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IC3 // is the abbreviation and registered trademark of the "Internet and Computing Core Certification." The IC3 is a global certification program that is designed to certify an individual's digital literacy skills associated with basic computer and Internet use. IC3 is the first computer certification to be recognized by the National Skill Standards Board (NSSB). The newest edition of the IC3 certification track, known as IC3-GS4 (Global Standard 4), has been updated to include questions that utilize Microsoft Windows 7 OS and the Microsoft Office 2010 suite of programs.
Certiport was established in 1997. They are based in American Fork, Utah and their main goal is to validate fundamental computer skills and knowledge through performance-based testing. In addition to the IC3 credential, Certiport also provides the official Microsoft Office certification programs, the Microsoft Technology Associate certification program, the Adobe® Certified Associate certification program, the Autodesk Certified User program, the CompTIA Strata™ IT Fundamentals, the Intuit QuickBooks Certified User certification program.
IC3 was created by Certiport in 2000 to address the need for a globally recognized and accepted standard of basic computing knowledge to be considered fundamental to academic learning and a minimum requirement for employment in a typical office setting.
Format and use
The IC³ certification is awarded to those individuals that take and are able to pass three separate exams, titled Computing Fundamentals, Key Applications, and Living Online. Schools across America have integrated IC3 into their vocational-tech programs and high schools' tech education, providing students to become IC³ certified upon completion of three exams. Mississippi, in particular, has included Information and Communication Technology I & II into their coursework with the certification as a part of the program. IC3 can be used as an option to "test out" of some technology classes. In addition to integration into the U.S. school system, IC3 has gained acceptance in Asia, the Middle East, Africa, and Latin America in education, vocational schools, and government workforce development programs.
Each exam of the IC3 consists of approximately 45 multiple choice, matching, and "hands on" performance-based questions. Each exam also has a 45 minute time limit. However, the IC3-GS4 exams have raised the time limit on each section to 50 minutes.
"Computing Fundamentals" deals with hardware, software, and operating systems. The maximum score is 1000, the minimum passing requirement is varied depending on the difficulty level of the test. That could range from 700 in difficult tests to 800 on easier tests. The test questions are randomly assigned by the exam itself and automatically assess the difficulty of the questions to lower or raise the minimum passing score. (650 for IC3-GS4).
- Computer Hardware
- Identify types of computers, how they process information and how individual computers interact with other computing systems and devices.
- Identify the function of computer hardware components.
- Identify the factors that go into an individual or organizational decision on how to purchase computer equipment.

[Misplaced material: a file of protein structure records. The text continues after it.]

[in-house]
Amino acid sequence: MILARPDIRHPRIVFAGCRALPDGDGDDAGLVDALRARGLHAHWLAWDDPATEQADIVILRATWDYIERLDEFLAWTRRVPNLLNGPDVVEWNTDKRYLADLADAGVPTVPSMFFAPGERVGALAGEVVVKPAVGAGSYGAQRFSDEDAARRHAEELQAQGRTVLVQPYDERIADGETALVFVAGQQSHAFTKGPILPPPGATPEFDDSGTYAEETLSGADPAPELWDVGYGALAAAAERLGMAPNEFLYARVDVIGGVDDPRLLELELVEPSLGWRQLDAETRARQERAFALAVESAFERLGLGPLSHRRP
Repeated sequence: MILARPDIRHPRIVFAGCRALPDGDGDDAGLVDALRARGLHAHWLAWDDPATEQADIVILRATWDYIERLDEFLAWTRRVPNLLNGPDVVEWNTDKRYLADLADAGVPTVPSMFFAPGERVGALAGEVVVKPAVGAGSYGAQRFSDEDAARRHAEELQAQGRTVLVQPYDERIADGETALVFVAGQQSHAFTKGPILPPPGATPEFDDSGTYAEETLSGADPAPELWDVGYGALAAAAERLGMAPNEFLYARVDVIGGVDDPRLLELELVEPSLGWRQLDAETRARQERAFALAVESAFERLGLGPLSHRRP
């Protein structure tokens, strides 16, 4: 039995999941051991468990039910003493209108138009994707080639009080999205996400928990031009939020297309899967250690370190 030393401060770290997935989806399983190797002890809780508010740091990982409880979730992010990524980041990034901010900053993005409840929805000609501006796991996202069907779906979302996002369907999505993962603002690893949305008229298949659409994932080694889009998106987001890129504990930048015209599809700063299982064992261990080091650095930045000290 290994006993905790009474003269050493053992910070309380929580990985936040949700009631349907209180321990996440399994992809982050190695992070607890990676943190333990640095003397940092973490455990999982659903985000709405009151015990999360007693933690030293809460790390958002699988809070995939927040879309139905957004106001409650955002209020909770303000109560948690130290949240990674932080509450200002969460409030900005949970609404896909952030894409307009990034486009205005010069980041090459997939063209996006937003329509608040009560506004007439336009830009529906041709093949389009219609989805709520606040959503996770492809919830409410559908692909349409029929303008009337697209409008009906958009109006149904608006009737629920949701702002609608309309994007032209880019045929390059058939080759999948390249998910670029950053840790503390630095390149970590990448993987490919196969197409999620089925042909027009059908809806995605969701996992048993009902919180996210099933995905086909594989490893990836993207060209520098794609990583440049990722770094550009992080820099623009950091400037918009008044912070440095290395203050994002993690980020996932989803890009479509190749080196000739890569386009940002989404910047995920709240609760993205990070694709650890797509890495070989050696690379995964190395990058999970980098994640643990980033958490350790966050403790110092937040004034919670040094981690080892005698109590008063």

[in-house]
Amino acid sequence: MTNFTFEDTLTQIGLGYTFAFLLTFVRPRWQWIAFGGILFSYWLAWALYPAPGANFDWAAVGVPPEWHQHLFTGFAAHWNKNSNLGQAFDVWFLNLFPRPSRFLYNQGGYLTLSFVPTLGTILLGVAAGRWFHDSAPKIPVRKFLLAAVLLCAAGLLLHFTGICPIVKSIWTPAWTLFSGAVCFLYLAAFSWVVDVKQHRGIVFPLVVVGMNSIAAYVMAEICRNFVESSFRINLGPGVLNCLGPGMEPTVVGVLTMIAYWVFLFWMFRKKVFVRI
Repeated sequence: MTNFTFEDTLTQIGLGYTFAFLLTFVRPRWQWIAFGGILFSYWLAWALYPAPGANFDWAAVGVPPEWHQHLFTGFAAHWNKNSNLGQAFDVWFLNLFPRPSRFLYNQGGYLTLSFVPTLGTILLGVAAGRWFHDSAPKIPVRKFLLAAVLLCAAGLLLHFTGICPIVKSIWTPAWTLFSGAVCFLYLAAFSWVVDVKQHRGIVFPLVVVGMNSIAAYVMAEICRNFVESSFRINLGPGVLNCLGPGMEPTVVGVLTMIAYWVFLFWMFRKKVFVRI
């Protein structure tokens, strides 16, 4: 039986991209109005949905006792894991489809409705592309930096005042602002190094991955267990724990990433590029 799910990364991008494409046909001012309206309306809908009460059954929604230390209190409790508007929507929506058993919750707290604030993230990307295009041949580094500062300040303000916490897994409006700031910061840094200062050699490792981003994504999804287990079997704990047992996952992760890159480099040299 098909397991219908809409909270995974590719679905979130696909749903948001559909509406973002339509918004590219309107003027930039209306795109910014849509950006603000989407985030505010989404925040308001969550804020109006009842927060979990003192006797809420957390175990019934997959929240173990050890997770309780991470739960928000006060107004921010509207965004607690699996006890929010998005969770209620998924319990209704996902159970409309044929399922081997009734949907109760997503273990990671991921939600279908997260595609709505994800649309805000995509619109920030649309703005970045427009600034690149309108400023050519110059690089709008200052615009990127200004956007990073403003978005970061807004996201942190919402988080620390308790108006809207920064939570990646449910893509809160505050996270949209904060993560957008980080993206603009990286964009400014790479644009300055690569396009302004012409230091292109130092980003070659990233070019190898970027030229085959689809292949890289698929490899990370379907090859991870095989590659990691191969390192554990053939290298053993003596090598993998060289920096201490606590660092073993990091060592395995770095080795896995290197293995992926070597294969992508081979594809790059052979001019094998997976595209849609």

- Identify how to maintain computer equipment and solve common problems relating to computer hardware.
- Identify how hardware & software work together to perform computing tasks and how software is developed and upgraded.
- Identify different types of software, general concepts relating to software categories, and the tasks to which each type of software is most suited or not suited.
- Identify fundamental concepts relating to database applications.
- Using an Operating System
- Identify what an operating system is and how it works, and solve common problems related to operating systems.
- Manipulate and control the Windows or Macintosh desktop, files, and systems.
- Identify how to change system settings, install, and remove software.
"Key Applications" covers generic program functions, as well as basic Microsoft Office functions (Word, Excel, Access, and PowerPoint). The maximum score is 1000, the minimum passing requirement is 750 (720 for IC3-GS4).
- Common Program Functions
- Be able to start and exit a Windows application and utilize sources of online help.
- Identify common on-screen elements of Windows applications, change application settings and manage files within an application.
- Perform common editing and formatting functions.
- Perform common printing functions.
- Word Processing Functions
- Be able to format text and documents including the ability to use automatic formatting tools.
- Be able to insert, edit and format tables in a document.
- Spreadsheet Functions
- Be able to modify worksheet data and structure and format data in a worksheet.
- Be able to sort data, manipulate data using formulas and functions and add and modify charts in a worksheet.
- Presentation Software Functions
- Be able to create and format simple presentations.
"Living Online" deals with the Internet and networks, e-mail, web browsers, and the general impact of the Internet on society. The maximum score is 1000, with a minimum passing score of 780 (620 for IC3-GS4).
- Networks and the Internet
- Identify network fundamentals and the benefits and risks of network computing.
- Identify the relationship between computer networks, other communications networks (like the telephone network) and the Internet.
- Electronic Mail
- Identify how electronic mail works.
- Identify how to use an electronic mail application.
- Identify the appropriate use of e-mail and e-mail-related "netiquette."
- Using the Internet
- Identify the safe, appropriate, and ethical usage of the Internet and software.
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